All ten patients were identified during an observational period of 2 years from our stroke center’s registry. Inclusion criteria were acute ischemic stroke in the AC (symptom onset <12 h), confirmed by diffusion-weighted imaging (DWI) MRI within 24 h. after stroke onset without evidence for diencephalic or brain stem lesions, and accompanied by simultaneous yawning of ≥3 times/15 min. The criteria for abnormal yawning of Singer et al. (2007) were adopted and expanded from 2 yawns/10 min to ≥3 yawns/15 min to decrease the likelihood that 2 subsequent yawns by chance were counted as one episode with abnormal yawning. Exclusion criteria were hypoxia, fever (>38 °C), and third-party anamnestic evidence for gross sleep deprivation prior to the stroke. Patients were clinically assessed at emergency entry by recording blood pressure, heart rate, body temperature, blood oxygen saturation (Biox), serum glucose levels (mmol/l), vigilance [given as Glasgow Coma Scale (GCS) score], medication, daytime of stroke onset, and the score of the National Institutes of Health Stroke Scale (NIHSS). Assessment of the Epworth Sleepiness Scale (achieved only for patient N° 7) was not feasible (little time at emergency entry, speech deficits in several patients). The modified Rankin Scale was determined at day one and between days 7–14 post-stroke. The frequency of abnormal yawning was monitored at random hours several times a day by the emergency neurologist (for the most part HK). Abnormal yawning was defined as suspended, if patients yawned <3 times/15 min on two separate clinical visits during the same day. Thus, the period with abnormal yawning was defined as the time (in hours) between stroke onset and 9 p.m. on the day before bouts of abnormal yawning could not be observed anymore. 9 p.m. was chosen because it is the average bedtime for patients in our hospital. All values are given as mean ± SD. The observational study was approved by the local ethics committee.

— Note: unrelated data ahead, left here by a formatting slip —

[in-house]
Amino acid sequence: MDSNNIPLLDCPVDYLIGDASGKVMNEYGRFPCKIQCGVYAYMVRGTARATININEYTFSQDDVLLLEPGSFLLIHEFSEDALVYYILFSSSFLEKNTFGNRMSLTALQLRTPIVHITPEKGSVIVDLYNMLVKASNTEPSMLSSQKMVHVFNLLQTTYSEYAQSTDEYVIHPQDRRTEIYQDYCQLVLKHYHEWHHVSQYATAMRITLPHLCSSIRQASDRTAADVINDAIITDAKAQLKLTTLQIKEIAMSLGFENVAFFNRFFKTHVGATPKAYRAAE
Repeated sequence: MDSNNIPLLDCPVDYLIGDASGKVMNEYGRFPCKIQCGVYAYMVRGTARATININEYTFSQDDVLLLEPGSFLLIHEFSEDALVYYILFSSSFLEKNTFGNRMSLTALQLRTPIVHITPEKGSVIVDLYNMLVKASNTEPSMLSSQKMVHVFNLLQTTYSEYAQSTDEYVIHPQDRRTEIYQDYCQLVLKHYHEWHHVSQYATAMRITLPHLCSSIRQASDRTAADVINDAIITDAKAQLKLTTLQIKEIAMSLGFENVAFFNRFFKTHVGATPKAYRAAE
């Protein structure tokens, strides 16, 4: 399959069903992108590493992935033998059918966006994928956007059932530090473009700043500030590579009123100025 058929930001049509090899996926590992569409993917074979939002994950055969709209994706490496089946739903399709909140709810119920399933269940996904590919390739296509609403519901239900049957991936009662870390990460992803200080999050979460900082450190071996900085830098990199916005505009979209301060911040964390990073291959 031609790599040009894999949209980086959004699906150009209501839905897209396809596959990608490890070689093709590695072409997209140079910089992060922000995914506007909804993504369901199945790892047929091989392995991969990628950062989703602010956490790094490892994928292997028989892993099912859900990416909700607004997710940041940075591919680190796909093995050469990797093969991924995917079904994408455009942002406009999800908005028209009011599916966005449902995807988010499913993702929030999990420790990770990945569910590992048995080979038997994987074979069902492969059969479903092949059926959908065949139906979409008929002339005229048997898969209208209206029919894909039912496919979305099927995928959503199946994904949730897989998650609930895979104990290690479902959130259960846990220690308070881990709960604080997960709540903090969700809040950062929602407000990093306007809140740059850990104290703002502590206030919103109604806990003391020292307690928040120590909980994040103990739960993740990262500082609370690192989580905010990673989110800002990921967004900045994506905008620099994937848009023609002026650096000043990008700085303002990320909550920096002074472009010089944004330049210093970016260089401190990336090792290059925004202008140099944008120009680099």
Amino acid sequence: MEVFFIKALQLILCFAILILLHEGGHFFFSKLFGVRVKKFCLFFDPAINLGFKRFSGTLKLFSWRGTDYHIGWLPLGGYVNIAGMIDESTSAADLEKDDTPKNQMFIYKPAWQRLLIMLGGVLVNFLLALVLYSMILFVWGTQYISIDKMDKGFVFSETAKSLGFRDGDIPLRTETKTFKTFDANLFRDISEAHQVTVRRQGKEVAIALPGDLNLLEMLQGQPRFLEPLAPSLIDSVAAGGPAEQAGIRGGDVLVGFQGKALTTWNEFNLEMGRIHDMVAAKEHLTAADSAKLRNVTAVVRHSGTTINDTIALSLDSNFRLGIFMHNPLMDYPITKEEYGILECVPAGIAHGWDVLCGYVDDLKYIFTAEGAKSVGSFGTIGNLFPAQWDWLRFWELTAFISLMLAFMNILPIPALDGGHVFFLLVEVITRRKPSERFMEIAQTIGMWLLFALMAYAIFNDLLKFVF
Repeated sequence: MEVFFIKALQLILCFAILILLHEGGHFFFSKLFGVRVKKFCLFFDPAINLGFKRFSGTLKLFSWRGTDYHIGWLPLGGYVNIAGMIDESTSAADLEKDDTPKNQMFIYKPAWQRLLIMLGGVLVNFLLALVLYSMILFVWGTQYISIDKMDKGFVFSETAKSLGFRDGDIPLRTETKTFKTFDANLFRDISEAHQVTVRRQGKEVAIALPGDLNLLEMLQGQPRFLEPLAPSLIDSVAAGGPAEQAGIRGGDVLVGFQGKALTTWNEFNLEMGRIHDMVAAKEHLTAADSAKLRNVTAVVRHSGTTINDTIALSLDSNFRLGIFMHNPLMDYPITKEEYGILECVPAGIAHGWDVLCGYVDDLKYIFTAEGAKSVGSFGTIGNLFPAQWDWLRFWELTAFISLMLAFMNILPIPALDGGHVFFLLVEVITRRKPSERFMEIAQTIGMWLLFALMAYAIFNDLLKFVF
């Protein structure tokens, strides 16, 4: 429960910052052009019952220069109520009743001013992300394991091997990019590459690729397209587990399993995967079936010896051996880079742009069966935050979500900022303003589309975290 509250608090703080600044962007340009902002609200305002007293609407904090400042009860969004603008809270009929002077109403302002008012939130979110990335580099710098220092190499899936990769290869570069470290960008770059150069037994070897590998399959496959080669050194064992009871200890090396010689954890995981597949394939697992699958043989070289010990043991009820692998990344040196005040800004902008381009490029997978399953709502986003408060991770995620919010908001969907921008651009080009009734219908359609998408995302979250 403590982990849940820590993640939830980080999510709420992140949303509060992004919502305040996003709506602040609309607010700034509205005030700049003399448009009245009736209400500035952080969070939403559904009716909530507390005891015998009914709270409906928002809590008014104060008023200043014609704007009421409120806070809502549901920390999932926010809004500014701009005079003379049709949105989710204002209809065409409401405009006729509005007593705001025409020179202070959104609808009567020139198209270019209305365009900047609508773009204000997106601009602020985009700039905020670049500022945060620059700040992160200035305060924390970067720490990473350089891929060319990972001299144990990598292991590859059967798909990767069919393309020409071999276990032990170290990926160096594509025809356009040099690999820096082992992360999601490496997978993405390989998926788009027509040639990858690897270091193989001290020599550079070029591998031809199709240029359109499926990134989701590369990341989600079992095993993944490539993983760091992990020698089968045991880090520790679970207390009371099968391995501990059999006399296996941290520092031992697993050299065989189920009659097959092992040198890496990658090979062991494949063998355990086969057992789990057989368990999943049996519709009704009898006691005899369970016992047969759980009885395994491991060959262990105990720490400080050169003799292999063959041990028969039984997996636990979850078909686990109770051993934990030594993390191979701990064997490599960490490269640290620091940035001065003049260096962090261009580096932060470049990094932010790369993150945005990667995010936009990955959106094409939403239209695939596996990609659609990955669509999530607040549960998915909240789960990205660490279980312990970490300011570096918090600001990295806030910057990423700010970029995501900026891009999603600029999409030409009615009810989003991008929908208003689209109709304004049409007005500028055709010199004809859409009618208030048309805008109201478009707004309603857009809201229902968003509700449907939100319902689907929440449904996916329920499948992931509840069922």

Lesion analysis

MRI scans included transverse DWI, which was performed at 1.5T using a 2D echo-planar imaging sequence with an 256 × 256 image matrix with 0.94 mm pixel resolution and 100 % sampling in all directions, slice thickness 5 mm, slice spacing 1.5 mm, echo time 137 ms, and three-directional orthogonal diffusion gradients with three b-values of b = 50, 500 and 1,000 s/mm2, from which the ADC maps were obtained. Brain areas, encompassing restricted diffusion after acute ischemic stroke, were identified by a board-certified neuroradiologist (CW) and manually traced in native space on DWI scans using MRIcroN (, yielding binary lesion maps. DWI maps were co-registered to the EPI-template using SPM5 ( The lesion maps and DWI images were spatially normalized to Montreal Neurological Institute (MNI) stereotaxic space using the unified segmentation algorithm in SPM5. For inter-individual comparisons, images of patients with left-sided lesions were flipped to the contralateral hemisphere. Group-specific lesion overlay plots were created using MRIcroN.

DWI restrictions and ADC analysis

Several studies demonstrated that decreased apparent diffusion coefficient (ADC) values are inversely correlated with stroke outcome, and that within DWI lesions the severity of neuronal injury reflects the degree of ADC alteration (Engelter et al. 2003; Schwamm et al. 1998). Besides total stroke volumes, we thus measured the ADC, a marker for the intensity of ischemic lesions, in the commonly involved overlapping regions of the caudate nucleus and the insula for correlation analysis with the period with abnormal yawning.